Moses and the Old Testament Law

Pentateuch part 3: Exodus, God gives Moses the Law

Anchor command. “Hear, O Israel! The Lord is our God, the Lord is one! You shall love the Lord your God with all your heart and with all your soul and with all your might.” Deuteronomy 6:4-5

Anchor story. Moses received the Ten Commandments on Mt. Sinai, Deuteronomy 5:1-21.

Anchor verse. “The Law was given through Moses; grace and truth were realized through Jesus Christ.” John 1:17

Learning goal. Know the basis of the Old Covenant that God made with the nation of Israel.

Growth goal. Appreciate how God’s Law prepared the nation of Israel for the coming of Messiah.

Skill goal. Explain the Old Testament law in a way that people do not embrace it as a system for today.

Outcome goal. Believers discern which parts of the Law applied only to the nation of Israel before Christ came, and which parts apply today to us who follow the New Testament.

Dear Lord, help us understand the present purpose of your commands to ancient Israel.

Basic Study

The Ten Commandments (abbreviated)

1.       Have no other Gods but Me.

2.       Have no idols.

3.       Do not take the name of God in vain.

4.       Set apart the seventh day to rest.

5.       Honour your father and mother.

6.       Do not murder.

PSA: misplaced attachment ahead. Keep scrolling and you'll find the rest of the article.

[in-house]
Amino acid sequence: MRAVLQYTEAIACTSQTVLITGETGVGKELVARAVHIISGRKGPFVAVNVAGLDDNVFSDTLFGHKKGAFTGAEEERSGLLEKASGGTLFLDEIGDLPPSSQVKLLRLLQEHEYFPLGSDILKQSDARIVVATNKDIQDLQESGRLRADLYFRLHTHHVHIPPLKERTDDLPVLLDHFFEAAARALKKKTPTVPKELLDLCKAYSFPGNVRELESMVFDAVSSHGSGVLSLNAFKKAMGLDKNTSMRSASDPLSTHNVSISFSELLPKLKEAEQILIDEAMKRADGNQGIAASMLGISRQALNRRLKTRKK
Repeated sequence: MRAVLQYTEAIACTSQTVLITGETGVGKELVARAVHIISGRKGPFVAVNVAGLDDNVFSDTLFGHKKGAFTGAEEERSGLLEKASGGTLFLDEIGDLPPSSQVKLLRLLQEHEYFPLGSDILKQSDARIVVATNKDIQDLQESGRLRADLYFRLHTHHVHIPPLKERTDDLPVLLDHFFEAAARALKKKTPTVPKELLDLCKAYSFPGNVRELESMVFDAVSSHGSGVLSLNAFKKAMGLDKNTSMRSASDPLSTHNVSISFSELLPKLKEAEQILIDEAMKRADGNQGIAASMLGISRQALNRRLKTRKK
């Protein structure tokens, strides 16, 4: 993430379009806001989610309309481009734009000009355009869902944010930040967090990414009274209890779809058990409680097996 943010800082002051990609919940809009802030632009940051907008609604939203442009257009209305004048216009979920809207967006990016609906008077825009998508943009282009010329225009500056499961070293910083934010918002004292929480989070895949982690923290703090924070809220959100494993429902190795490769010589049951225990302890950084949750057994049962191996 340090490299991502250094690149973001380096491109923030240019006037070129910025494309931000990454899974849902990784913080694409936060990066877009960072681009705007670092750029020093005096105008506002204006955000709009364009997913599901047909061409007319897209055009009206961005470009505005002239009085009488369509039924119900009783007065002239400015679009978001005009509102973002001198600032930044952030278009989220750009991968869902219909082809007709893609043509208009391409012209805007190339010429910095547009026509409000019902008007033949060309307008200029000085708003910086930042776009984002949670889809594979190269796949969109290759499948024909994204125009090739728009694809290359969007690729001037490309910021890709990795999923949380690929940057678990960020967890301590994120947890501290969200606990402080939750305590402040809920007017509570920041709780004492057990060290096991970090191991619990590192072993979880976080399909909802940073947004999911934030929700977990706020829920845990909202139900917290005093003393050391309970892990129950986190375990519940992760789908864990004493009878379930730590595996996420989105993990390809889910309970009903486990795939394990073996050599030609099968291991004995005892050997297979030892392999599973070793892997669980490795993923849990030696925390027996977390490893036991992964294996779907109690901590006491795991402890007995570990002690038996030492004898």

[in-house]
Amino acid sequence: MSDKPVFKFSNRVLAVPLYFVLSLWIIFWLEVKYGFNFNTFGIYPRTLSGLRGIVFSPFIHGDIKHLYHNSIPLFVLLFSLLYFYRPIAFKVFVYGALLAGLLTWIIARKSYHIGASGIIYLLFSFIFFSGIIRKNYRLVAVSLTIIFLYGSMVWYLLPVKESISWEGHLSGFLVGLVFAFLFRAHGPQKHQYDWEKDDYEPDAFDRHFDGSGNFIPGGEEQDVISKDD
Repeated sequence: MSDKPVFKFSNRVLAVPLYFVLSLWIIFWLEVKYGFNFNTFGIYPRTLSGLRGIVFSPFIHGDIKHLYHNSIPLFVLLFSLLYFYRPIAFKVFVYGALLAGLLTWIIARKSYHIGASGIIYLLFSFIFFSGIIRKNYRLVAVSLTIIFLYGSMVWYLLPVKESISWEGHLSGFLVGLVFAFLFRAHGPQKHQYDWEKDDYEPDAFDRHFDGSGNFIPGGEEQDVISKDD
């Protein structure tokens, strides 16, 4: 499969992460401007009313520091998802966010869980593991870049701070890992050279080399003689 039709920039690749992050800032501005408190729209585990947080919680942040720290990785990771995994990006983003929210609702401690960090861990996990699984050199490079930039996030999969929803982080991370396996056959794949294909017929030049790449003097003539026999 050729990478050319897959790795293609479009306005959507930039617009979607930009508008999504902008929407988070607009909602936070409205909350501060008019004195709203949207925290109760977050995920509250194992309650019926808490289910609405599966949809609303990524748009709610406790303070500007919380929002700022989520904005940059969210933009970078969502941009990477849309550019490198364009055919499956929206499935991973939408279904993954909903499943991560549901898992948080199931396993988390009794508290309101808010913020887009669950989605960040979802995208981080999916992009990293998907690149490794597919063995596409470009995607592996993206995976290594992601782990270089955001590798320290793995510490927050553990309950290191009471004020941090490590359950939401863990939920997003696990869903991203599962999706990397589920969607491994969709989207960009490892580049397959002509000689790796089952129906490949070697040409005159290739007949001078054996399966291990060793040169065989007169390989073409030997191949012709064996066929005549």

7.       Do not commit adultery.

8.       Do not steal.

9.       Do not give false testimony.

10.   Do not covet other people’s property


God inscribed the Ten Commandments
for Israel on tablets of stone


After escaping from slavery in Egypt, God gave the Israelites the Torah, the Old Testament Law for the nation of Israel, through Moses. The Ten Commandments where the foundation of the Old Testament Law.

God told Moses to have the people wash their garments, consecrate themselves and approach Mount Sinai. They were not to touch the mountain, or they would be put to death. Moses went up the mountain, which was quaking in smoking, with a loud sound like a trumpet.

God himself wrote the Ten Commandments on two stone tablets. When Moses did not come back down right away, the people thought he had perished, and asked his brother Aaron to make them a god that would lead them to the Promised Land. The people gave Aaron jewelry of gold, and he fashioned it into a molten calf.

When Moses came down with the two tablets he saw the calf and the revelry of the people, he foolishly threw the tablets down and they shattered. God told Moses that he would destroy the people, but Moses interceded for them; God spared them and later replaced the tablets. Some of the people opposed Moses, and 3000 men died a violent conflict.

The entire story can be found in Exodus chapters 19 and 20, chapter 32, and Deuteronomy 5.

Find in Deuteronomy 5:1-3…

With whom God made his covenant in the form of the Ten Commandments. 5:1-3

Why the people were afraid. 5:4-5

The evil that God warn against in the first of the Ten Commandments. 5:6-10

All of the Ten Commandments are repeated as commands in the New Testament except that of the seventh day of rest (Sabbath).

Find in Acts 20:7 on what day of the week, also called “the Lord’s day,” the disciples celebrated the Lord’s Supper.

During the week.